Srinagar/New Delhi, India – India’s newly recruited Chief of Defence Staff General Bipin Rawat has courted controversy after he claimed that so-called “deradicalisation” camps are operating in India, drawing a comparison with the internment of Uighurs in China.
“Like what we are seeing in Kashmir … we saw radicalisation happening,” Rawat said addressing the media and foreign delegates in New Delhi last week.
“There are people who have completely been radicalised. These people need to be taken out separately, possibly taken into some deradicalisation camps. We have deradicalisation camps going on in our country.”
Rawat’s comments have caused a wave of fear among Kashmiris who claim that India wishes to do what the Chinese are doing in Xinjiang province. Human rights groups say more than a million Uighurs have been rounded up in internment camps, that Beijing dubs as “re-education camps”, to eradicate so-called religious “extremism”.
I don't see this problem in Kashmir with the prism of radicalisation.
“India should not follow China because India has a claim to constituent democracy,” said Professor Noor Ahmad Baba, a political analyst based in Srinagar, the main city in the Muslim-majority region placed under lockdown for the past five months.
On August 5, New Delhi stripped the region of its autonomy after shutting down its communications. Though mobile phones have largely been revived, the region is still without internet access – the longest internet shutdown in a democracy.
“Kashmir is a political issue, there is nothing like radicalisation. This is not a desirable thing to happen in a democracy. Kashmir is a political problem and needs a political solution,” Baba told Al Jazeera.
Meanwhile, confirming Rawat’s claims, a senior police official in Kashmir told Al Jazeera that the first “deradicalisation” centre in Kashmir is on the cards.
“The Jammu and Kashmir police department has conceptualised one de-radicalization centre for which funds have been granted by the Ministry of Home Affairs but it is yet to be established,” the official, who wished to remain anonymous, told Al Jazeera without elaborating on the “deradicalisation centre”.
The region’s police chief, Dilbagh Singh, also backed the idea of “deradicalisation” centres in Kashmir. “If any such facility comes up in Kashmir that will be a good sign, it should happen. It’ll definitely help people, especially those who have gone astray.”
But Kashmiri political analyst Zafar Chowdhary disagreed with the “radicalization theory about Kashmir”.
“I don’t see this problem in Kashmir with the prism of radicalization,” he said.
A politicised military is the complete negation of democracy.
“They [young Kashmiris] have been betrayed, cheated a number of times by the political leaders, that is lack of trust in the system which is being portrayed by the army and other people as radicalisation.”
However, this is not the first time that Rawat’s statements have created controversies.
In the past, as chief of the Indian Army, he has been criticised for politicising the military with his statements. Many believe that Rawat’s proximity to the ruling Hindu nationalist government helped him become India’s first-ever chief of defence staff – who will supervise all three wings of the defence forces.
Ever since he took over from chief of army staff in 2016, Rawat had courted several controversies. In 2017, Rawat backed an Indian Army officer who tied a Kashmiri youth to a jeep to prevent stone-pelters from targeting his convoy. He went on to award the officer who is now facing court-martial because of his questionable conduct in another controversy.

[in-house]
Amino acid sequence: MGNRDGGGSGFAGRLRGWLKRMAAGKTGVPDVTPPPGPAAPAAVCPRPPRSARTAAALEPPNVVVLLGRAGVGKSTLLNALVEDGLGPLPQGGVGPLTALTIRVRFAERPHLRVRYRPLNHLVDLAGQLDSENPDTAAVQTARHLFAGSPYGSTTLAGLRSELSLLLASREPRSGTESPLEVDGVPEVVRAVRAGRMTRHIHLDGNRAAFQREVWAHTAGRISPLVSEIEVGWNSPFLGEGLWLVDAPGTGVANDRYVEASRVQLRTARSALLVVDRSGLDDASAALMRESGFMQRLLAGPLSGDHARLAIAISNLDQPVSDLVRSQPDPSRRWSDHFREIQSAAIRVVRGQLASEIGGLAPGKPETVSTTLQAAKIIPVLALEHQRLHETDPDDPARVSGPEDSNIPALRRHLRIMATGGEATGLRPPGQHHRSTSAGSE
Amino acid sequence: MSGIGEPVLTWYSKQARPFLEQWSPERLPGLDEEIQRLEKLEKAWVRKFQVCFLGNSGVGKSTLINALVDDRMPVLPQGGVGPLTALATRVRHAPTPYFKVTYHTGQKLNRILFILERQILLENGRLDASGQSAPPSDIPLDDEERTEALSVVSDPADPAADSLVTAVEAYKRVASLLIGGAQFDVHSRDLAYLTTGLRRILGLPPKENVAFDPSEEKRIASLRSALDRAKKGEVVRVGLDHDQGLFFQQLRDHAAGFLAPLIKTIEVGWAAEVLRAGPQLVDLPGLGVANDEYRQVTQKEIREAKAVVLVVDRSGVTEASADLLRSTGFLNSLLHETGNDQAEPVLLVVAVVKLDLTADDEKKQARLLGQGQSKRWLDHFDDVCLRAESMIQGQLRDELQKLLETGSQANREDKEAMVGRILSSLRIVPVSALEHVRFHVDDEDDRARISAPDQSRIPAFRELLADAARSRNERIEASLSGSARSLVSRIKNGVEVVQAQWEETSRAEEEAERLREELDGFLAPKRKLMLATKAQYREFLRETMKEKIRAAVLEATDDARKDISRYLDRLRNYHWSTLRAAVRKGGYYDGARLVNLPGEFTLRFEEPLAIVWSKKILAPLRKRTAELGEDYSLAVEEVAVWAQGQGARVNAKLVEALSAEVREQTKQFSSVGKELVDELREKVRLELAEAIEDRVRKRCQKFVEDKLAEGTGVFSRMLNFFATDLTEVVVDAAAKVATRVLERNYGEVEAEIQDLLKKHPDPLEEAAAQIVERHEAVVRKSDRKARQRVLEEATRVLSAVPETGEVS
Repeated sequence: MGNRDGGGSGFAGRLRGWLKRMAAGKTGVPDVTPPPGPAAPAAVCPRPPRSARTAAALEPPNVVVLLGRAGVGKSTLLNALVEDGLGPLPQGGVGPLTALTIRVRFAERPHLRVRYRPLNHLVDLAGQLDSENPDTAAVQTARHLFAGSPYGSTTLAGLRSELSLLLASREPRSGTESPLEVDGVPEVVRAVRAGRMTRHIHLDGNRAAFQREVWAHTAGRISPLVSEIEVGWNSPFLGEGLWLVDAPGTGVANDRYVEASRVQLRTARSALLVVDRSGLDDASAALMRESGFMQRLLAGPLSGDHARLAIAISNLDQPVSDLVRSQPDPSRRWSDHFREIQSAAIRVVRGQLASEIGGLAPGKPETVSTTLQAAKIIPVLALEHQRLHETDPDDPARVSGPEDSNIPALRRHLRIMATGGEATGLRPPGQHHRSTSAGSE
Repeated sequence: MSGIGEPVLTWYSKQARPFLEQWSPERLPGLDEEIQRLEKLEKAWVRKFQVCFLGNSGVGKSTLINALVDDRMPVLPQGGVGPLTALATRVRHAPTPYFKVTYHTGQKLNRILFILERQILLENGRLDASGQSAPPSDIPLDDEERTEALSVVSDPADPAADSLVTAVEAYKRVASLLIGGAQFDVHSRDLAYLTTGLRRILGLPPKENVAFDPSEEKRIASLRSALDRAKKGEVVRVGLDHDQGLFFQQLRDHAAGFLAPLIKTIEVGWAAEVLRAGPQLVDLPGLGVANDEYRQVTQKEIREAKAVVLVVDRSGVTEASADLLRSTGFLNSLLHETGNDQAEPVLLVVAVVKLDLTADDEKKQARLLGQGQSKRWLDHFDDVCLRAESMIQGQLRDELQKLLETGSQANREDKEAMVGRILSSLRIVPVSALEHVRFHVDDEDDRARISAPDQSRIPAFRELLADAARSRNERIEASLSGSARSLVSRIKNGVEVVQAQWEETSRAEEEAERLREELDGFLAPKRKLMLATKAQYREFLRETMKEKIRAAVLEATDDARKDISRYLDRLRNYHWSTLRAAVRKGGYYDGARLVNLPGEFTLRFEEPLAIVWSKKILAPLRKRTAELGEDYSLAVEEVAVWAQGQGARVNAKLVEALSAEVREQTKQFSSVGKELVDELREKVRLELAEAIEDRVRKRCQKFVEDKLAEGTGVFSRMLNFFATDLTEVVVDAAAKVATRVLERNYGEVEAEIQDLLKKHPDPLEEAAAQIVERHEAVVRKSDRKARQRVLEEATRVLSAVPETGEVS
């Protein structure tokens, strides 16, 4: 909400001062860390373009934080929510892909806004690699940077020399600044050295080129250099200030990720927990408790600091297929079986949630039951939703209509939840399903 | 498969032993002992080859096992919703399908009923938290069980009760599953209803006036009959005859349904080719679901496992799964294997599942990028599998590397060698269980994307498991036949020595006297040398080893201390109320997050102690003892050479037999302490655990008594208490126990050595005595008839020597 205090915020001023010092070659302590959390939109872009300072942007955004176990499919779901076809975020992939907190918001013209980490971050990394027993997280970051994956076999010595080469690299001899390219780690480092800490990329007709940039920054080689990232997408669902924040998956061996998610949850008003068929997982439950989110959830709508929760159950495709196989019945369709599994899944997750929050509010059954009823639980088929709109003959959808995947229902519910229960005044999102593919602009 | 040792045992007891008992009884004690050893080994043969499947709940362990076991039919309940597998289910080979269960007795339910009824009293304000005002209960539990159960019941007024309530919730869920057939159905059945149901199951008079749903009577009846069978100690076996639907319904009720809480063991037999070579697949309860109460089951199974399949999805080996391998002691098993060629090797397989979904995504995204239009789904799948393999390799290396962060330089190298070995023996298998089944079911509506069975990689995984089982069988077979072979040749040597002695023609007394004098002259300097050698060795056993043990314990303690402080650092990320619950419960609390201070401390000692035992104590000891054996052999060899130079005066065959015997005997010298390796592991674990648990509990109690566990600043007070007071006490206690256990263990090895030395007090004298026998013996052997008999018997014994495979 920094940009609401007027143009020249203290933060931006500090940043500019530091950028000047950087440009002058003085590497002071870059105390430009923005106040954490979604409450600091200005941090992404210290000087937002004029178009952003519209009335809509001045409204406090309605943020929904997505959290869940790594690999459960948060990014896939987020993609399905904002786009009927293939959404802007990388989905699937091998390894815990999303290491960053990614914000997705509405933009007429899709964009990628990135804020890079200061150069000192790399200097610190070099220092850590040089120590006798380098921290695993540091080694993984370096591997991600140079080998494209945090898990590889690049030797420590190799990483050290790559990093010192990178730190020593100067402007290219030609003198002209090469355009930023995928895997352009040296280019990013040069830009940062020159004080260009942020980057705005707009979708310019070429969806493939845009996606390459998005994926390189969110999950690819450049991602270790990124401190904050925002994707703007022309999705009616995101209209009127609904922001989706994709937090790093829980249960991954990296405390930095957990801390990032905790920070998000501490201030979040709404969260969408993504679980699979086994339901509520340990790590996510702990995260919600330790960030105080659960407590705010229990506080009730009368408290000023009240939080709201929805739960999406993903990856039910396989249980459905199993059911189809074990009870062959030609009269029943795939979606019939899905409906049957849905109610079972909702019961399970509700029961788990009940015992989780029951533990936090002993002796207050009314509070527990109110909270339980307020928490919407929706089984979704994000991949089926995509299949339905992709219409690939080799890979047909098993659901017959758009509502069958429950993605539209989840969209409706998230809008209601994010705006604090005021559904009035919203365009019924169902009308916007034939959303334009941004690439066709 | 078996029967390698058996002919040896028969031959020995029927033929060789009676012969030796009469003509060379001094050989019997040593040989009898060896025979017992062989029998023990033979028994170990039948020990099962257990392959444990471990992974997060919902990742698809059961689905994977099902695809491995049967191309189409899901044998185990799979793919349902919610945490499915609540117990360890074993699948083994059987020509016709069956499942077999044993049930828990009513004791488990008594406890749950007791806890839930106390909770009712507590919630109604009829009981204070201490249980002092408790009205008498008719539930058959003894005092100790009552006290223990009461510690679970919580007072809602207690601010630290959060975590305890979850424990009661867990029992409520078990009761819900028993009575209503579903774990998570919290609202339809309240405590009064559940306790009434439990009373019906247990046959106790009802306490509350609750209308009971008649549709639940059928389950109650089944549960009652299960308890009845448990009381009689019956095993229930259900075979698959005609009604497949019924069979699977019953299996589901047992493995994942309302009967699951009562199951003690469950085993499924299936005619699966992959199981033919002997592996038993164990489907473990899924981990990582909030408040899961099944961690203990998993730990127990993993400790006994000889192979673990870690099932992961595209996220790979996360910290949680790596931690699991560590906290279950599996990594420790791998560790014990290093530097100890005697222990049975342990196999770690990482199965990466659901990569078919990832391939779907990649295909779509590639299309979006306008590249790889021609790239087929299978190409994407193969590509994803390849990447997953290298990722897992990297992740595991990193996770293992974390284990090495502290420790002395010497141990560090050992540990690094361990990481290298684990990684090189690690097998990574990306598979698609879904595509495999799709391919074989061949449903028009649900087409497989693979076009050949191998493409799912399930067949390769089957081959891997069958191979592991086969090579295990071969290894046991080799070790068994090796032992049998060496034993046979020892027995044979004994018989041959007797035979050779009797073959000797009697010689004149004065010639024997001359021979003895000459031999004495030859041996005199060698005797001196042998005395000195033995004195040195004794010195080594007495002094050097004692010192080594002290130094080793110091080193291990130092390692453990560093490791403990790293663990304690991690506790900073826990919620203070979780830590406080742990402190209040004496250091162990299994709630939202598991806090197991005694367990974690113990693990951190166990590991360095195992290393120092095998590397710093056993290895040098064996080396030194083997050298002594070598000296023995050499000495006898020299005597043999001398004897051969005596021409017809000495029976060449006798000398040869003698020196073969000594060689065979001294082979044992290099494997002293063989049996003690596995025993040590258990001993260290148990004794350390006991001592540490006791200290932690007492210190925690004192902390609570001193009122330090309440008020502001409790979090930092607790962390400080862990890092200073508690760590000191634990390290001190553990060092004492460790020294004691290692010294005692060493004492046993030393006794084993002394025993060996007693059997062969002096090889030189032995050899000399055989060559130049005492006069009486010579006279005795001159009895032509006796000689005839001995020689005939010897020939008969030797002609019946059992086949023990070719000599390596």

According to the Indian Army Rules of 1954, officers are barred from commenting on politics.
The rule states: “No person subject to the Act shall deliver a lecture or wireless address, on a matter relating to political question or on a service subject or containing any information or views on any service subject without the prior sanction of the Central Government or any officer specified by the Central Government in this behalf.”
However, that has not deterred the former army chief, and now the chief of defence staff, from making controversial political statements.
“It is the most unfortunate thing that a man of his stature is lowering the stature of the Indian army by making such political statements. In fact, he has been doing this for long which clearly says about his political alignment,” said Ajai Sahni, founding member and executive director of the Institute of Conflict Management in New Delhi.
Armed forces are and should be apolitical institutions but such trends are disturbing and will have long-term consequences.
“Armed forces are and should be apolitical institutions but such trends are disturbing and will have long-term consequences,” he said.
Retired Air Vice Marshal Kapil Kak, who has been critical of Prime Minister Narendra Modi‘s government’s move to abrogate Article 370 in Kashmir, voiced his reservation against sending children to “deradicalisation” camps.
“There is no denying that some extremists do try to influence people in Kashmir but it is not politically correct to raise this issue to otherwise Kashmiris. Kids being put up in deradicalisation camps is a horrendous proposition,” he told Al Jazeera.
Kak also fears the increasing “politicisation of military and militarisation of politics”, which, according to him, does not bode well for India’s democracy.
India’s military has traditionally remained neutral, unlike its neighbour Pakistan, where the army wields enormous power over the civilian government.
Gazala Wahab, executive editor of Force, India’s leading magazine on national security, suggested that politicisation of the Indian army has been a “slow and insidious process”.
“Of course, this is extremely worrisome. A politicised military is the complete negation of democracy. In a multi-cultural, multi-religious country like India, a partisan military will be disastrous.”